Every three years, the United States Copyright Office considers exemptions to the Digital Millennium Copyright Act's Anti-Circumvention provisions—exemptions which are critical to protecting otherwise legal activity by Internet users and independent creators. Areas affected include the reuse of video content for educational or documentary purposes, and 'jailbreaking' of smartphones and tablets that allows users to install the software of their choice on their devices.
New Media Rights provided comments and testimony to this proceeding throughout 2015, and are proud to announce that many of the exemptions were granted by the Copyright Office in October 2015.
3L Patrick McManus, 2L Emory Roane, and Executive Director Art Neill were part of the team that made the exemptions a reality.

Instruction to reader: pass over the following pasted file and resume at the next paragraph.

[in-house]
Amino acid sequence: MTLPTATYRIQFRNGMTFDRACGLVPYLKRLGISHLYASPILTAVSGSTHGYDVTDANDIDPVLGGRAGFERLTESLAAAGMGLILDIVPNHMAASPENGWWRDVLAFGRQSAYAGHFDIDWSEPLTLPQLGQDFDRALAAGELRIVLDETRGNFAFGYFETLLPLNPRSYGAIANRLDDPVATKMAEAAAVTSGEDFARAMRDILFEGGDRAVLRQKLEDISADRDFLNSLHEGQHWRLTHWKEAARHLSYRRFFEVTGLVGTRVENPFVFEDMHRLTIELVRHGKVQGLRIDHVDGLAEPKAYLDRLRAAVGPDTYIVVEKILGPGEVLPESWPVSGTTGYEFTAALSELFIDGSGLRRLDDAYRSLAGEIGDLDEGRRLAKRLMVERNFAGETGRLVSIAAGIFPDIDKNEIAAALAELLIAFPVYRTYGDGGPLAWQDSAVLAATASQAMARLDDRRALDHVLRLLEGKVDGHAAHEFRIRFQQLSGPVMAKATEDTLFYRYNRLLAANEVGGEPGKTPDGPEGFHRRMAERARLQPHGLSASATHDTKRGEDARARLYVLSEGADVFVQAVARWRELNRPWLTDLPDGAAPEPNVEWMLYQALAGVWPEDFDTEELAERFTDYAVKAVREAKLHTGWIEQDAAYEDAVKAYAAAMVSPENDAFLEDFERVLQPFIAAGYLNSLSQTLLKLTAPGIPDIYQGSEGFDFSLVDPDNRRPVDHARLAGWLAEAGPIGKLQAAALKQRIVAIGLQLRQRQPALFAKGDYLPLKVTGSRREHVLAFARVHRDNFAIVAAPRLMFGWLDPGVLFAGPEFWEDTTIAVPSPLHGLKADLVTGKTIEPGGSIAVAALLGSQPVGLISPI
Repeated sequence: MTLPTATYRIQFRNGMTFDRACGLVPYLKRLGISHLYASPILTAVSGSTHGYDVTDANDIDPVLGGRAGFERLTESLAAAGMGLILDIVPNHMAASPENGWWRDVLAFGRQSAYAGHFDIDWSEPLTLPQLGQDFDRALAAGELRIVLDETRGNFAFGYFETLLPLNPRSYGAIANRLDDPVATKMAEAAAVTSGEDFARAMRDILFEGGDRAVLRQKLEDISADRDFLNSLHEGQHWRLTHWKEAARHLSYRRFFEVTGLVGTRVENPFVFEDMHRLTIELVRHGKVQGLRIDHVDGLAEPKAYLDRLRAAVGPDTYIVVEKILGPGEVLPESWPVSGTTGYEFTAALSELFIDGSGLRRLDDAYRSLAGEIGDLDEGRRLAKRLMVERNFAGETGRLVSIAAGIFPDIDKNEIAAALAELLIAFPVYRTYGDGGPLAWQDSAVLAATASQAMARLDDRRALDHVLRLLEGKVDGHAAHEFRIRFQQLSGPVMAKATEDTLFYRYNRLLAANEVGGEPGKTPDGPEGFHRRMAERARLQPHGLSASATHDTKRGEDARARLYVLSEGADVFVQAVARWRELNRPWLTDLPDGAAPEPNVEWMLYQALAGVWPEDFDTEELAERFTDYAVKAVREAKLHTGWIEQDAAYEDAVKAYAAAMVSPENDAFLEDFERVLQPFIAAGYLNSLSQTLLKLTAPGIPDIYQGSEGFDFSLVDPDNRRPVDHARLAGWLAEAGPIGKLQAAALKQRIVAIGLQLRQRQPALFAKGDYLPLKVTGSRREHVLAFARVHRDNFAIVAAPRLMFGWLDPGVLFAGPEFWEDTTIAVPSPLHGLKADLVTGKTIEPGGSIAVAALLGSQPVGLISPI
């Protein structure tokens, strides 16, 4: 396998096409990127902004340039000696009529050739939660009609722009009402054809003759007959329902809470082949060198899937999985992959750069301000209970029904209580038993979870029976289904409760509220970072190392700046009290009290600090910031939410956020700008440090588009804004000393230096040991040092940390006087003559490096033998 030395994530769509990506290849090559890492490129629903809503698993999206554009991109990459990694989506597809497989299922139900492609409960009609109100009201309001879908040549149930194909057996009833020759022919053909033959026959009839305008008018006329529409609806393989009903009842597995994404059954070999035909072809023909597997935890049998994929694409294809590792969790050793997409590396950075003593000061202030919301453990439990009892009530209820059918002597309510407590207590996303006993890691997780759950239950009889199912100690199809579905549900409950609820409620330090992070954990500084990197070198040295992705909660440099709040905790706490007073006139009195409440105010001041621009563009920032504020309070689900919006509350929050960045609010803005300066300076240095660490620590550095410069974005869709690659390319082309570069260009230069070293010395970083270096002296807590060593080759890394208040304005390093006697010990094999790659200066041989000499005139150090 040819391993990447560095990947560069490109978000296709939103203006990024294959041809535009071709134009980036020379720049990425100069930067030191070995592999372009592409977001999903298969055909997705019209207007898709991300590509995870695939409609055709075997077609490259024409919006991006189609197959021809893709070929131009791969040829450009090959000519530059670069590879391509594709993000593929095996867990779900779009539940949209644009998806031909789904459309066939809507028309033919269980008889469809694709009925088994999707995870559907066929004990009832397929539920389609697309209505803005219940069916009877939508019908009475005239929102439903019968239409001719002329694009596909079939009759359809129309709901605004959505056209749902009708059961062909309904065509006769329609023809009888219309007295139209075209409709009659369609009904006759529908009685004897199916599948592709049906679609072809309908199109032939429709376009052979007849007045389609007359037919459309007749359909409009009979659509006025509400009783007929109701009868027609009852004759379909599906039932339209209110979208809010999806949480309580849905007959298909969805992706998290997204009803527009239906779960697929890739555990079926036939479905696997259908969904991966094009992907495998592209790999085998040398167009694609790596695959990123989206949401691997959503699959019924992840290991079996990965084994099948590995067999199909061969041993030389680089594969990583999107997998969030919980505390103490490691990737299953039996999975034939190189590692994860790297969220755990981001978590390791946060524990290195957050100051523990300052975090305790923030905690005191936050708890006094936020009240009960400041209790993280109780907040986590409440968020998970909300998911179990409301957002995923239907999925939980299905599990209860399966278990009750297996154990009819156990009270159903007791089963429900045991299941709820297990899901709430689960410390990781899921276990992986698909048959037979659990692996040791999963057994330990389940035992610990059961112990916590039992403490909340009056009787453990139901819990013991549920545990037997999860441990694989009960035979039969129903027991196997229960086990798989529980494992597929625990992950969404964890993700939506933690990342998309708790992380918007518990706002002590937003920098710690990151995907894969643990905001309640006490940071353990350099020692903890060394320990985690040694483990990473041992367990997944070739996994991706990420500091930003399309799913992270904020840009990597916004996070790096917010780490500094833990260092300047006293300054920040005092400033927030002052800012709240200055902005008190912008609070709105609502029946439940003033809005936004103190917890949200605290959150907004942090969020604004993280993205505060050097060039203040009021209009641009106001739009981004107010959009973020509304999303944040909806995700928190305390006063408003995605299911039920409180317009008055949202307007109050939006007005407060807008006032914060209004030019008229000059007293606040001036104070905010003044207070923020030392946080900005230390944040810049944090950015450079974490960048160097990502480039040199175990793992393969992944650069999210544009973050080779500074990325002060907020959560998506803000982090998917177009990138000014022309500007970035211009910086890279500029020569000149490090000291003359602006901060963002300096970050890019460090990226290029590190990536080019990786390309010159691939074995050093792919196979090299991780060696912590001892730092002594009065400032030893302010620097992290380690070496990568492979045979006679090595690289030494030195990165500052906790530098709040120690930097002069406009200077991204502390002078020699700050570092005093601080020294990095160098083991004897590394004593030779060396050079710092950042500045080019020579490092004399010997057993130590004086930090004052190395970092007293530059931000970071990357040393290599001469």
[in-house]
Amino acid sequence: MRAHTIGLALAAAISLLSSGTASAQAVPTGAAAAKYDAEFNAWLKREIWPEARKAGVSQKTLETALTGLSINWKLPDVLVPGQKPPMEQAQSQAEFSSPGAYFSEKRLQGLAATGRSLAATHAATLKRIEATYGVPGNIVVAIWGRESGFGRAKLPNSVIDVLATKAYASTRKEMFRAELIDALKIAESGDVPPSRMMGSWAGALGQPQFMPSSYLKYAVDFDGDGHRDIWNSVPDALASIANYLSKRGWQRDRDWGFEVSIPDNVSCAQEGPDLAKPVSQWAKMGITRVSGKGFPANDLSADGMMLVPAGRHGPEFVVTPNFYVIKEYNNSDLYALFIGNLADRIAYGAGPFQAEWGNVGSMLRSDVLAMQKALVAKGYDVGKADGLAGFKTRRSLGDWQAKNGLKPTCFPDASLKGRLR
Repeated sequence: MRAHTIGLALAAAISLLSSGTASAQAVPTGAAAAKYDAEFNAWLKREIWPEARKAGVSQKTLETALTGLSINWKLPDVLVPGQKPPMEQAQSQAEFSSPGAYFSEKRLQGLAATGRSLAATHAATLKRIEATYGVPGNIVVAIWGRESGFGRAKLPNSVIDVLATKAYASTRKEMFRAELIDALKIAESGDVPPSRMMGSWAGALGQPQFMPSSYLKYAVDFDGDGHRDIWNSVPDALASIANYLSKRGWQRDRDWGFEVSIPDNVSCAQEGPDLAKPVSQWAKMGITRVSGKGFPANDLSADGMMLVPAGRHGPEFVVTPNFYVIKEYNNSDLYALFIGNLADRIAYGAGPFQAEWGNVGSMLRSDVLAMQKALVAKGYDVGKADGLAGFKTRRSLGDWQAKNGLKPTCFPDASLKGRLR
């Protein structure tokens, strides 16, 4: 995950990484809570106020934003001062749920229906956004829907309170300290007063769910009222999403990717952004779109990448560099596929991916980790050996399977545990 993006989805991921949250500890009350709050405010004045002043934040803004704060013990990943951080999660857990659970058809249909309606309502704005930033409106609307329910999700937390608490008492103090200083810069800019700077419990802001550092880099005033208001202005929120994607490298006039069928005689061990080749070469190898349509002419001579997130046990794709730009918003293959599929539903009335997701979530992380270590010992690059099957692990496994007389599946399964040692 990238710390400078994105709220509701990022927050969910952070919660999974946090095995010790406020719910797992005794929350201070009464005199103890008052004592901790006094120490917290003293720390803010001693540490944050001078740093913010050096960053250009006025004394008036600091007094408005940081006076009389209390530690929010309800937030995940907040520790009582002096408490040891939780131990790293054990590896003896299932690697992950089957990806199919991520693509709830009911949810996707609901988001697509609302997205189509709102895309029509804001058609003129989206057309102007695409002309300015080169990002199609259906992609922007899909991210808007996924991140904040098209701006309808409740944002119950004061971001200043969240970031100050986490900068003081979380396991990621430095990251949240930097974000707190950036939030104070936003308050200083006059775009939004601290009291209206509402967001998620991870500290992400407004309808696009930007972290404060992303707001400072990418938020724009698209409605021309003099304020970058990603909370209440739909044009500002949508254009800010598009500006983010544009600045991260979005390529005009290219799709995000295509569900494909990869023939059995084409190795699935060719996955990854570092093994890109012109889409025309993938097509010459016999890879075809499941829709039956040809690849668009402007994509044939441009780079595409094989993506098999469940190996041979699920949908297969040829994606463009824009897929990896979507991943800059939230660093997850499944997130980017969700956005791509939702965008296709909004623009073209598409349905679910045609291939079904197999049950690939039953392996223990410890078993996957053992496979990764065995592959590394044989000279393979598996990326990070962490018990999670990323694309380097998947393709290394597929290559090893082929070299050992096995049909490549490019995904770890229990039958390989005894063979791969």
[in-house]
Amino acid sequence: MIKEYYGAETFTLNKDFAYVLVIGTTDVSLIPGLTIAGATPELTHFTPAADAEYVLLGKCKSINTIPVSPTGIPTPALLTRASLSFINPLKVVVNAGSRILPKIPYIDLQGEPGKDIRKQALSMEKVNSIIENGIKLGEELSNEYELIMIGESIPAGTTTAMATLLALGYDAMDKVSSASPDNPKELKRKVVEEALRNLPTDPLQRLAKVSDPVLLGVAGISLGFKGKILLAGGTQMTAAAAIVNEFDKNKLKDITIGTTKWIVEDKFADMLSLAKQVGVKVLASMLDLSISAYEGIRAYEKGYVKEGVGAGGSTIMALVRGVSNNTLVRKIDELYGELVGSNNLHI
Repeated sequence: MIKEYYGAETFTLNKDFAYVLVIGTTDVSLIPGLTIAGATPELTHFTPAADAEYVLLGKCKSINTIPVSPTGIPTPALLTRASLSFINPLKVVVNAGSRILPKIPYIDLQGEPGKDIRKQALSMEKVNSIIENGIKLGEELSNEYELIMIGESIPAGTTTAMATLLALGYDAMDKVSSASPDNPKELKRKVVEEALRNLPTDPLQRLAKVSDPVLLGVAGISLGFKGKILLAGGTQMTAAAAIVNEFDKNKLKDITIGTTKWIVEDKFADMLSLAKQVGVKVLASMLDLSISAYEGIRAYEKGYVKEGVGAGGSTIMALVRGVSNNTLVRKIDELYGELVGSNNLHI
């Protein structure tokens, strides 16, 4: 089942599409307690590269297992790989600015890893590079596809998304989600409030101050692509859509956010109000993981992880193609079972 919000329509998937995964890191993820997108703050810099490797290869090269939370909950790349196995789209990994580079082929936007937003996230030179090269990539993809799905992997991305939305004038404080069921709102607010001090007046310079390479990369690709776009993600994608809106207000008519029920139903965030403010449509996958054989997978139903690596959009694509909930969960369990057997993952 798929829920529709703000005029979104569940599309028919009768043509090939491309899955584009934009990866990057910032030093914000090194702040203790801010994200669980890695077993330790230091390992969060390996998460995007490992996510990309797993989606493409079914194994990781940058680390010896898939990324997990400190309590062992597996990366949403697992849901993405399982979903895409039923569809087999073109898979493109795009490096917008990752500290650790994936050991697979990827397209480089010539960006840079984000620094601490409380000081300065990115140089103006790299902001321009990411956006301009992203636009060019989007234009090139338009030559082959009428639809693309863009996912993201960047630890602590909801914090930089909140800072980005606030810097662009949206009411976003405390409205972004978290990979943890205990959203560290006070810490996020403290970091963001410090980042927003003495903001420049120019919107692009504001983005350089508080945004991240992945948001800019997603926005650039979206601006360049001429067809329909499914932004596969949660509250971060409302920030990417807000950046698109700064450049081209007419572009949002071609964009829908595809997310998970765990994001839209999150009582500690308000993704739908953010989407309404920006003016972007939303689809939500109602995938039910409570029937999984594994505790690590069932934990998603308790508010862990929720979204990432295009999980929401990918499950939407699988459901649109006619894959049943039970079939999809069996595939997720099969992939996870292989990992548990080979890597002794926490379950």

"New Media Rights is a unique opportunity for California Western students," says Roane. "Just a few weeks into my internship, I could send friends and family a direct link to a formal filing with my name on it—arguing for expanded free speech protections."
Regarding his contribution to the victory, McManus says that "It was fantastic to show up as a 2L and work on such an important policy project that will have a positive, direct impact on artists and creators."
Students successfully reforming the law
Neill credits McManus and Roane with their tremendous work on behalf of Internet users and creators. "At New Media Rights, we make sure students are prepared to be complete practitioners. Students not only learn to advise individual clients, but they get a chance help shape and improve laws and regulation," Neill says. Pat and Emory have secured a big win for artists and consumers, but also for their careers."
Look for part two of this story soon, where we'll explain how New Media Rights is setting out to reform the entire Anti-circumvention process.
Click to view the Copyright Office's final rule, and recommendation that repeatedly cites New Media Rights' comments and testimony.